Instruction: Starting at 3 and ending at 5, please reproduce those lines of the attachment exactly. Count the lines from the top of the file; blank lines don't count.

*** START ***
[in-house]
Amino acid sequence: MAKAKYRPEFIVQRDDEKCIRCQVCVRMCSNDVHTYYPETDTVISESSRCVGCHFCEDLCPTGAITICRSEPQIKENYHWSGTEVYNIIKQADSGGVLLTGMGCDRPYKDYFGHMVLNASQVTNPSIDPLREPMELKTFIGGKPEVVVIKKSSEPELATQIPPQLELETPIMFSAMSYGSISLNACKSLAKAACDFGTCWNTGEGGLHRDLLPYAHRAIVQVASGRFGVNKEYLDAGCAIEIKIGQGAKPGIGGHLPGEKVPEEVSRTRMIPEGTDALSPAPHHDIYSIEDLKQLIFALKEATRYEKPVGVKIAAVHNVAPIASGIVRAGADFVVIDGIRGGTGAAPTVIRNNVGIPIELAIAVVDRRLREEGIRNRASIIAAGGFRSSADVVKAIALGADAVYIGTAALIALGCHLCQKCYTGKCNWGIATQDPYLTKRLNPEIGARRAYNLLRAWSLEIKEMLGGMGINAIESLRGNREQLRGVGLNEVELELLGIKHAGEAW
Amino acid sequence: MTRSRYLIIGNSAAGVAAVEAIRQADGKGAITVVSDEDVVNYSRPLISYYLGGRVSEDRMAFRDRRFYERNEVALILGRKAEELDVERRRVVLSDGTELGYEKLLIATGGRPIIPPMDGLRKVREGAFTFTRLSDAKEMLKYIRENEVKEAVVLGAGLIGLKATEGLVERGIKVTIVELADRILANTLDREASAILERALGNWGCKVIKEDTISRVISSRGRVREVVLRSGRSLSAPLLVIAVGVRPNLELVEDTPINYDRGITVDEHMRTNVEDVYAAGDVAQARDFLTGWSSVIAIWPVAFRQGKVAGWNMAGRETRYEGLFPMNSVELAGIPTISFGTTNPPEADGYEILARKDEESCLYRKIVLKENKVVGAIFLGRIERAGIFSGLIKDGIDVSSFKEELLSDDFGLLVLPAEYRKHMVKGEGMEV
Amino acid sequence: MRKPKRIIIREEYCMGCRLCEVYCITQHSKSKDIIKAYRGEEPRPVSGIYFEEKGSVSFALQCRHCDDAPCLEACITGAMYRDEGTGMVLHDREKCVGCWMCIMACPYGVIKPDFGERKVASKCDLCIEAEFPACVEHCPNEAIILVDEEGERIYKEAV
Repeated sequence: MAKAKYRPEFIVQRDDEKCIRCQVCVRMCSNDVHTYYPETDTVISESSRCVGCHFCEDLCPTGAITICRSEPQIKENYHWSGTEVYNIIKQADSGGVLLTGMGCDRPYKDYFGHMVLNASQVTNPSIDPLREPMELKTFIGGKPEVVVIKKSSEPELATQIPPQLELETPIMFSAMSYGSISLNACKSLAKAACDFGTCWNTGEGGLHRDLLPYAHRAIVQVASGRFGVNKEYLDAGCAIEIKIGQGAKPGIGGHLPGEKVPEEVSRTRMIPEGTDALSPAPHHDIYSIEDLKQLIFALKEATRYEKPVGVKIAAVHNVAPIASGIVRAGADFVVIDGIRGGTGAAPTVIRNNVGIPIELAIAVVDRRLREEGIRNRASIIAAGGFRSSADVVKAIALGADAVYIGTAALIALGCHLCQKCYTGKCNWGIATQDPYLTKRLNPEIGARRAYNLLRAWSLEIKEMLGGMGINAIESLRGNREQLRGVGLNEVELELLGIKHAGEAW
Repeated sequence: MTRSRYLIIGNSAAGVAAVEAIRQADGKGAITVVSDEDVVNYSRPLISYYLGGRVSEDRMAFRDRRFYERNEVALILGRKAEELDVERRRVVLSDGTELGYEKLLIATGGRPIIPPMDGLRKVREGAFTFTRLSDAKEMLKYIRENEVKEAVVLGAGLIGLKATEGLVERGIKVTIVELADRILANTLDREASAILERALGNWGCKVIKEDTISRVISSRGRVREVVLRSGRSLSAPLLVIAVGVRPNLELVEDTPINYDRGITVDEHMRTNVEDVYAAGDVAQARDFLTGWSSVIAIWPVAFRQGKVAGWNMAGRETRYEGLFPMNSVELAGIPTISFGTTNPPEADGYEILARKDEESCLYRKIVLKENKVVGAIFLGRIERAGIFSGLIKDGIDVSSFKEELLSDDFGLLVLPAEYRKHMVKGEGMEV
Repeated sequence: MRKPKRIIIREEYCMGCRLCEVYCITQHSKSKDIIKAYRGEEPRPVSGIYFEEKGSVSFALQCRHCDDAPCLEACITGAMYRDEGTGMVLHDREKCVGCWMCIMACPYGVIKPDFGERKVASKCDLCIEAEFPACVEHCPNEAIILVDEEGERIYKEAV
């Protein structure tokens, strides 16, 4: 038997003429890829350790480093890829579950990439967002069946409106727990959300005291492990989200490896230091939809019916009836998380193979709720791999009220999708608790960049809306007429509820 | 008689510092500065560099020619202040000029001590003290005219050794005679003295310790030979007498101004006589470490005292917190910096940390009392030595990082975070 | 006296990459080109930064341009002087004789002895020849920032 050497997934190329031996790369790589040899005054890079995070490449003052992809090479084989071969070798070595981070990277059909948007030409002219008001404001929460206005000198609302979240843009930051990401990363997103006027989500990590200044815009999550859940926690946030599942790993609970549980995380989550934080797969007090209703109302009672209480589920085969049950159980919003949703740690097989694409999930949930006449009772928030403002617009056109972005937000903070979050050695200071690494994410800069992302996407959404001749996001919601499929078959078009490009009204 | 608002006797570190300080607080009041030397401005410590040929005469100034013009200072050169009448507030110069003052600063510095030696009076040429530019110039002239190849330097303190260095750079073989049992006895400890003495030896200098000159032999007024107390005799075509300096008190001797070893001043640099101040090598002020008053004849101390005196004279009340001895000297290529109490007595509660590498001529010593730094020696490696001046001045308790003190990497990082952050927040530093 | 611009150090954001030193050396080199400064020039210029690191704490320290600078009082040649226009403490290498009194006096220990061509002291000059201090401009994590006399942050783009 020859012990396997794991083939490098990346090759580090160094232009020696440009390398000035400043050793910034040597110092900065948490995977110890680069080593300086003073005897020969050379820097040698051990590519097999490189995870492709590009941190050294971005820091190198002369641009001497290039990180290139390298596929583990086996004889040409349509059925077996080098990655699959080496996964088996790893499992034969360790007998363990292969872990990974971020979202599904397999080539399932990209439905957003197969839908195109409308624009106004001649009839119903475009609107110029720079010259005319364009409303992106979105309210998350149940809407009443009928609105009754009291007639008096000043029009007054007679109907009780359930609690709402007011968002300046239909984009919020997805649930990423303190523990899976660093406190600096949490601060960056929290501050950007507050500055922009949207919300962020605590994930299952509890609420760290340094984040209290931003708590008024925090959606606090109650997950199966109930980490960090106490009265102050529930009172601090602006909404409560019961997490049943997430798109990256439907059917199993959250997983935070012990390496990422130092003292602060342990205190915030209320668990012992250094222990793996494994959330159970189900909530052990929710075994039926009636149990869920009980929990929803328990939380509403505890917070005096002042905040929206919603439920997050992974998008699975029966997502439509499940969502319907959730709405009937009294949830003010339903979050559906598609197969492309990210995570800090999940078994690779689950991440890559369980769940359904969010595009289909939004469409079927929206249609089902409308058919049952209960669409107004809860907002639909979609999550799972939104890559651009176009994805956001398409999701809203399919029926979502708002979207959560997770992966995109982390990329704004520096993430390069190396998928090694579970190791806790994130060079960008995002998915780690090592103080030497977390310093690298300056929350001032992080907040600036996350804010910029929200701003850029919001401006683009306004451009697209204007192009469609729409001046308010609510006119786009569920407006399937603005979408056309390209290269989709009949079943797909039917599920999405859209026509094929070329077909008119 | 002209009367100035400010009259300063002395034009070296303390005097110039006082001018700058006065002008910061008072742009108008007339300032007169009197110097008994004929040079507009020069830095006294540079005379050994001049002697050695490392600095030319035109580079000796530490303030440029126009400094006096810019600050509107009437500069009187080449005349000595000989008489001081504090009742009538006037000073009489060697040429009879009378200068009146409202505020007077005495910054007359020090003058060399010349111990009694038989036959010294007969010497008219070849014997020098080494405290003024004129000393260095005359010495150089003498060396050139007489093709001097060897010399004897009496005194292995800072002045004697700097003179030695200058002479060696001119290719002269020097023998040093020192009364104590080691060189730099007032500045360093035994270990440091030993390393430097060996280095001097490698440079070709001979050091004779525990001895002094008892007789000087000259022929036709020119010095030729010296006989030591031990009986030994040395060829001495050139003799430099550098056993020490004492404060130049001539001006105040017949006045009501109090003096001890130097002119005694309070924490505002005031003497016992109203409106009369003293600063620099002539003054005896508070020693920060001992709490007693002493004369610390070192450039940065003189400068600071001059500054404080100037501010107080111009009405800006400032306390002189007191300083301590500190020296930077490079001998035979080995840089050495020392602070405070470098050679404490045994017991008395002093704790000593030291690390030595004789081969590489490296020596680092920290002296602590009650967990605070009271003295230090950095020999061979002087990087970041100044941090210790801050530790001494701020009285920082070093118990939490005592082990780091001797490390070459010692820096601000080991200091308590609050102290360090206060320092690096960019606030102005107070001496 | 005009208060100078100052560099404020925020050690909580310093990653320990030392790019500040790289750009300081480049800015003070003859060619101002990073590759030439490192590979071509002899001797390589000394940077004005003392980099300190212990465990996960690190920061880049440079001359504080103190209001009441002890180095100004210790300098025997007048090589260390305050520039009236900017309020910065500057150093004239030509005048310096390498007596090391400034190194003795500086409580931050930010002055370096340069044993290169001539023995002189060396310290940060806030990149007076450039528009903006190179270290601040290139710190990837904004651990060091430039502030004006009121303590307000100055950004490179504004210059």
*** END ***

Amino acid sequence: MTRSRYLIIGNSAAGVAAVEAIRQADGKGAITVVSDEDVVNYSRPLISYYLGGRVSEDRMAFRDRRFYERNEVALILGRKAEELDVERRRVVLSDGTELGYEKLLIATGGRPIIPPMDGLRKVREGAFTFTRLSDAKEMLKYIRENEVKEAVVLGAGLIGLKATEGLVERGIKVTIVELADRILANTLDREASAILERALGNWGCKVIKEDTISRVISSRGRVREVVLRSGRSLSAPLLVIAVGVRPNLELVEDTPINYDRGITVDEHMRTNVEDVYAAGDVAQARDFLTGWSSVIAIWPVAFRQGKVAGWNMAGRETRYEGLFPMNSVELAGIPTISFGTTNPPEADGYEILARKDEESCLYRKIVLKENKVVGAIFLGRIERAGIFSGLIKDGIDVSSFKEELLSDDFGLLVLPAEYRKHMVKGEGMEV
Amino acid sequence: MRKPKRIIIREEYCMGCRLCEVYCITQHSKSKDIIKAYRGEEPRPVSGIYFEEKGSVSFALQCRHCDDAPCLEACITGAMYRDEGTGMVLHDREKCVGCWMCIMACPYGVIKPDFGERKVASKCDLCIEAEFPACVEHCPNEAIILVDEEGERIYKEAV
Repeated sequence: MAKAKYRPEFIVQRDDEKCIRCQVCVRMCSNDVHTYYPETDTVISESSRCVGCHFCEDLCPTGAITICRSEPQIKENYHWSGTEVYNIIKQADSGGVLLTGMGCDRPYKDYFGHMVLNASQVTNPSIDPLREPMELKTFIGGKPEVVVIKKSSEPELATQIPPQLELETPIMFSAMSYGSISLNACKSLAKAACDFGTCWNTGEGGLHRDLLPYAHRAIVQVASGRFGVNKEYLDAGCAIEIKIGQGAKPGIGGHLPGEKVPEEVSRTRMIPEGTDALSPAPHHDIYSIEDLKQLIFALKEATRYEKPVGVKIAAVHNVAPIASGIVRAGADFVVIDGIRGGTGAAPTVIRNNVGIPIELAIAVVDRRLREEGIRNRASIIAAGGFRSSADVVKAIALGADAVYIGTAALIALGCHLCQKCYTGKCNWGIATQDPYLTKRLNPEIGARRAYNLLRAWSLEIKEMLGGMGINAIESLRGNREQLRGVGLNEVELELLGIKHAGEAW